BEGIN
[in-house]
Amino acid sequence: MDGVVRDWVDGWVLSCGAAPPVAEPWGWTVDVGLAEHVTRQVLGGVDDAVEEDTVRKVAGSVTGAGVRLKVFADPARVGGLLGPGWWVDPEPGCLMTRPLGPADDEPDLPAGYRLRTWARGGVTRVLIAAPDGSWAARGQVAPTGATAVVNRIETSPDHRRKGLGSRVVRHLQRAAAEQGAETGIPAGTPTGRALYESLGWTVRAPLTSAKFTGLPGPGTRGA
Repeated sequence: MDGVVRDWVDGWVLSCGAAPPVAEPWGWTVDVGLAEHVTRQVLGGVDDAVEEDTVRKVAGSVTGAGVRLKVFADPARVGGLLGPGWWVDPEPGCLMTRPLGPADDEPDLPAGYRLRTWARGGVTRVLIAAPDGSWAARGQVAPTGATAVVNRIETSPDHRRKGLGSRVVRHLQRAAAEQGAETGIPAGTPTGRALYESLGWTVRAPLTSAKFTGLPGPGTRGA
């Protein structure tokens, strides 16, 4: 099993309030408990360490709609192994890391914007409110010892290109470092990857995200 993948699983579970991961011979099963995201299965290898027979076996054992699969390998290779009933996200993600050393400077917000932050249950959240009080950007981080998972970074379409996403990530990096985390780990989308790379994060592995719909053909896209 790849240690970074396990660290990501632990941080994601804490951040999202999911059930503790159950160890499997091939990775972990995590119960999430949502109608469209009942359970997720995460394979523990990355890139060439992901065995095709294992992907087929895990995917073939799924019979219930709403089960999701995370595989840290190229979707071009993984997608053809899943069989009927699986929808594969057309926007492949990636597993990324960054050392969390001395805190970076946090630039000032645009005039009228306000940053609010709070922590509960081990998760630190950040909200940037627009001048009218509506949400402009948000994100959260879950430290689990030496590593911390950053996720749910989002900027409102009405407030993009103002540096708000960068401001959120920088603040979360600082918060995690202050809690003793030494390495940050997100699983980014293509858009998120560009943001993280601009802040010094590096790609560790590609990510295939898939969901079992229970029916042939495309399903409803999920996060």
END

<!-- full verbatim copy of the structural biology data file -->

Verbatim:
[in-house]
Amino acid sequence: MDGVVRDWVDGWVLSCGAAPPVAEPWGWTVDVGLAEHVTRQVLGGVDDAVEEDTVRKVAGSVTGAGVRLKVFADPARVGGLLGPGWWVDPEPGCLMTRPLGPADDEPDLPAGYRLRTWARGGVTRVLIAAPDGSWAARGQVAPTGATAVVNRIETSPDHRRKGLGSRVVRHLQRAAAEQGAETGIPAGTPTGRALYESLGWTVRAPLTSAKFTGLPGPGTRGA
Repeated sequence: MDGVVRDWVDGWVLSCGAAPPVAEPWGWTVDVGLAEHVTRQVLGGVDDAVEEDTVRKVAGSVTGAGVRLKVFADPARVGGLLGPGWWVDPEPGCLMTRPLGPADDEPDLPAGYRLRTWARGGVTRVLIAAPDGSWAARGQVAPTGATAVVNRIETSPDHRRKGLGSRVVRHLQRAAAEQGAETGIPAGTPTGRALYESLGWTVRAPLTSAKFTGLPGPGTRGA
């Protein structure tokens, strides 16, 4: 099993309030408990360490709609192994890391914007409110010892290109470092990857995200 993948699983579970991961011979099963995201299965290898027979076996054992699969390998290779009933996200993600050393400077917000932050249950959240009080950007981080998972970074379409996403990530990096985390780990989308790379994060592995719909053909896209 790849240690970074396990660290990501632990941080994601804490951040999202999911059930503790159950160890499997091939990775972990995590119960999430949502109608469209009942359970997720995460394979523990990355890139060439992901065995095709294992992907087929895990995917073939799924019979219930709403089960999701995370595989840290190229979707071009993984997608053809899943069989009927699986929808594969057309926007492949990636597993990324960054050392969390001395805190970076946090630039000032645009005039009228306000940053609010709070922590509960081990998760630190950040909200940037627009001048009218509506949400402009948000994100959260879950430290689990030496590593911390950053996720749910989002900027409102009405407030993009103002540096708000960068401001959120920088603040979360600082918060995690202050809690003793030494390495940050997100699983980014293509858009998120560009943001993280601009802040010094590096790609560790590609990510295939898939969901079992229970029916042939495309399903409803999920996060």